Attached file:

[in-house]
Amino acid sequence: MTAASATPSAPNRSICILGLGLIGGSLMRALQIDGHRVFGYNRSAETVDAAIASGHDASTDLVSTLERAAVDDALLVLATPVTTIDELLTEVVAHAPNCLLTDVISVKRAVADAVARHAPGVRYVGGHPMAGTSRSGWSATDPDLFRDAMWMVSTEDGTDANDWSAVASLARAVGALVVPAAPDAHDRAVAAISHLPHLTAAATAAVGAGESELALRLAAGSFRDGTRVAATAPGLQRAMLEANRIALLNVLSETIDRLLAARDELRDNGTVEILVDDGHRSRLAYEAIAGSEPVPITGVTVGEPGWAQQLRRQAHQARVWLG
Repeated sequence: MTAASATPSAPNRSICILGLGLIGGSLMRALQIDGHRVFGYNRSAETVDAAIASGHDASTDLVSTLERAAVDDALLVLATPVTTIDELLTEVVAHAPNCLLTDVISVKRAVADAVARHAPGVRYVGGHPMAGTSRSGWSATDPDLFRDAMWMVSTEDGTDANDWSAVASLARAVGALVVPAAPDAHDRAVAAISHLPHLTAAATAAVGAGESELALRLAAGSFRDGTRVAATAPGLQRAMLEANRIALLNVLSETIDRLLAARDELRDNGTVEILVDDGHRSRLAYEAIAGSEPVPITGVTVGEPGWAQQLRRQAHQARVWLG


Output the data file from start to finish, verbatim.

[in-house]
Amino acid sequence: MTAASATPSAPNRSICILGLGLIGGSLMRALQIDGHRVFGYNRSAETVDAAIASGHDASTDLVSTLERAAVDDALLVLATPVTTIDELLTEVVAHAPNCLLTDVISVKRAVADAVARHAPGVRYVGGHPMAGTSRSGWSATDPDLFRDAMWMVSTEDGTDANDWSAVASLARAVGALVVPAAPDAHDRAVAAISHLPHLTAAATAAVGAGESELALRLAAGSFRDGTRVAATAPGLQRAMLEANRIALLNVLSETIDRLLAARDELRDNGTVEILVDDGHRSRLAYEAIAGSEPVPITGVTVGEPGWAQQLRRQAHQARVWLG
Repeated sequence: MTAASATPSAPNRSICILGLGLIGGSLMRALQIDGHRVFGYNRSAETVDAAIASGHDASTDLVSTLERAAVDDALLVLATPVTTIDELLTEVVAHAPNCLLTDVISVKRAVADAVARHAPGVRYVGGHPMAGTSRSGWSATDPDLFRDAMWMVSTEDGTDANDWSAVASLARAVGALVVPAAPDAHDRAVAAISHLPHLTAAATAAVGAGESELALRLAAGSFRDGTRVAATAPGLQRAMLEANRIALLNVLSETIDRLLAARDELRDNGTVEILVDDGHRSRLAYEAIAGSEPVPITGVTVGEPGWAQQLRRQAHQARVWLG